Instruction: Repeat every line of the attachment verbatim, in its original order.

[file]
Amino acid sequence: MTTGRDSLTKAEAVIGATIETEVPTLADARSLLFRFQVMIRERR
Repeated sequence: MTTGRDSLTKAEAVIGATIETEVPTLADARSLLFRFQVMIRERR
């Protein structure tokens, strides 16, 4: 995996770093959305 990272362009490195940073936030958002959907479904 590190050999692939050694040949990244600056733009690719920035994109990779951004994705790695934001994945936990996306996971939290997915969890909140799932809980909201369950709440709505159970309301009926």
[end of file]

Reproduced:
Amino acid sequence: MTTGRDSLTKAEAVIGATIETEVPTLADARSLLFRFQVMIRERR
Repeated sequence: MTTGRDSLTKAEAVIGATIETEVPTLADARSLLFRFQVMIRERR
């Protein structure tokens, strides 16, 4: 995996770093959305 990272362009490195940073936030958002959907479904 590190050999692939050694040949990244600056733009690719920035994109990779951004994705790695934001994945936990996306996971939290997915969890909140799932809980909201369950709440709505159970309301009926």